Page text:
Granulomatosis with polyangiitis is an uncommon disorder that causes inflammation of the blood vessels in your nose, sinuses, throat, lungs and kidneys.
Granulomatosis with polyangiitis, formerly called Wegener’s granulomatosis, is one of a group of blood vessel disorders called vasculitis. It slows blood flow to some of your organs. The affected tissues may develop areas of inflammation called granulomas, which sometimes affect how these organs work.
Early diagnosis and treatment of granulomatosis with polyangiitis may lead to a full recovery. Without treatment, granulomatosis with polyangiitis can be fatal.
Symptoms & causes
Dec. 22, 2015 Print Share on: Facebook Twitter
Causes of GPA and MPA
Preventing a GPA or MPA relapse
Diet and MPA or GPA
Does GPA or MPA run in families?
GPA and MPA treatment options
Living with GPA or MPA
Signs of GPA
Kidney donation: Are there long-term risks?
Sed rate (erythrocyte sedimentation rate)
Blood in urine (hematuria)
Shortness of breath
Coughing up blood
Unexplained weight loss
Granulomatosis with polyangiitis
Symptoms & causes
Diagnosis & treatment
Preparing for your appointment
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For some people, the disease affects only the lungs. When the kidneys are affected, you may not notice any early warning signs. But blood and urine tests can detect the problem. Without treatment, kidney failure and anemia often occur.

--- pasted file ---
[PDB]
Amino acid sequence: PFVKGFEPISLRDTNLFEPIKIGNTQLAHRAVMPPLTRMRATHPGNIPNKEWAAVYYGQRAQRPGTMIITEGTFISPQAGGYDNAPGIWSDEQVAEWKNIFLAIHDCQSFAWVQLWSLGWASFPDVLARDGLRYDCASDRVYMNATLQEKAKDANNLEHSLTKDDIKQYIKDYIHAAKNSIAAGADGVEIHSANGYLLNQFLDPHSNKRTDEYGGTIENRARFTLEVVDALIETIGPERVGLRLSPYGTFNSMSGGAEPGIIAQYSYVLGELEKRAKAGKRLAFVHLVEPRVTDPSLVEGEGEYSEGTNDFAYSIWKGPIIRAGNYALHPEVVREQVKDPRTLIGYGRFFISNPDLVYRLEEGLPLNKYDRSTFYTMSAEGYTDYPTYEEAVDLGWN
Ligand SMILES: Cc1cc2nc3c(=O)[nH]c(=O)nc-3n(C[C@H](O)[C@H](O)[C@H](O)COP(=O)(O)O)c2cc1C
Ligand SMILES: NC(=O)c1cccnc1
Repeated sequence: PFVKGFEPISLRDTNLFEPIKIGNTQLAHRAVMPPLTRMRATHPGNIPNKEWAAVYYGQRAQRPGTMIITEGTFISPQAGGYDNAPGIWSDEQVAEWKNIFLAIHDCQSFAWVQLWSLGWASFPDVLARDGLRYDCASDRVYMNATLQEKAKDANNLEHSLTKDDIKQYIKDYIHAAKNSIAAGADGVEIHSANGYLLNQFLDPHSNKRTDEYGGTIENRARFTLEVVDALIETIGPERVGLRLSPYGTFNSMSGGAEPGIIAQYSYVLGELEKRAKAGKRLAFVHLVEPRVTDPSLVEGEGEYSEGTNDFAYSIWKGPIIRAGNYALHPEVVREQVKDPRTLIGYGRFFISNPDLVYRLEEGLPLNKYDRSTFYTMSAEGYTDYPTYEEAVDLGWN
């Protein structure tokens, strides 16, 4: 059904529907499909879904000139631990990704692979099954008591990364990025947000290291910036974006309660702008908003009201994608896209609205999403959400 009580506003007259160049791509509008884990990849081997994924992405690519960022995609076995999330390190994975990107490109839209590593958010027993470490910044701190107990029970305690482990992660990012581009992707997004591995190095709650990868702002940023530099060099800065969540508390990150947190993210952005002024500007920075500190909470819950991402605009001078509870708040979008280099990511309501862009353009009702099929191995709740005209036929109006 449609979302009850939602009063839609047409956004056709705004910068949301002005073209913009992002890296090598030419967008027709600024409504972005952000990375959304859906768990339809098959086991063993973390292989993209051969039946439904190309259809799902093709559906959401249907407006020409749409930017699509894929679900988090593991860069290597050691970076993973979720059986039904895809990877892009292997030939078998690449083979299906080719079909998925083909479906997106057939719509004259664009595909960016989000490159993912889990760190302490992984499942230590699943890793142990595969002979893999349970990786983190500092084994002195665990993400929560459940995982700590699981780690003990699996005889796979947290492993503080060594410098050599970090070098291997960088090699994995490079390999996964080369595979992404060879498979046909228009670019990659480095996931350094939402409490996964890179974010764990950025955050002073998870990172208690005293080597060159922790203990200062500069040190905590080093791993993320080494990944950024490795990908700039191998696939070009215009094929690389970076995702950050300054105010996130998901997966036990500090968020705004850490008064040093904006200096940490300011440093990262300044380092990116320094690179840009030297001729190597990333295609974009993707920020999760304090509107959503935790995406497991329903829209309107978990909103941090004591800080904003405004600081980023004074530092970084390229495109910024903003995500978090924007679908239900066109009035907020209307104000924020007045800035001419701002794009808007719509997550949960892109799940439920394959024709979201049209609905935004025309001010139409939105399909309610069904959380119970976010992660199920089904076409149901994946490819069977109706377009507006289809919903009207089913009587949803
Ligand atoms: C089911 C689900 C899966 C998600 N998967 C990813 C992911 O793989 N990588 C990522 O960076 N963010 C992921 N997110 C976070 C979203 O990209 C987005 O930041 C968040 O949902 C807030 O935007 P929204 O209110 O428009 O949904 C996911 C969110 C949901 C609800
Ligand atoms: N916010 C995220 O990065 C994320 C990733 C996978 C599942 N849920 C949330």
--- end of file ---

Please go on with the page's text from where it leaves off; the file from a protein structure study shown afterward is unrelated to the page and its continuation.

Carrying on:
When to see a doctor
See your doctor if you have a runny nose that doesn’t respond to over-the-counter cold medicines, especially if it’s accompanied by nosebleeds and pus-like material, coughing up blood, or other warning signs of granulomatosis with polyangiitis. Because this disease can get worse quickly, early diagnosis is key to getting effective treatment.
No one knows exactly what causes granulomatosis with polyangiitis. It appears to develop after an infection or other inflammation-causing event triggers an abnormal reaction from your immune system.
This reaction can lead to inflamed, constricted blood vessels and harmful inflammatory tissue masses (granulomas). Granulomas can destroy normal tissue, and narrowed blood vessels reduce the amount of blood and oxygen that reaches your body’s tissues and organs.
Granulomatosis with polyangiitis can occur at any age. It most often affects people between the ages of 40 and 65.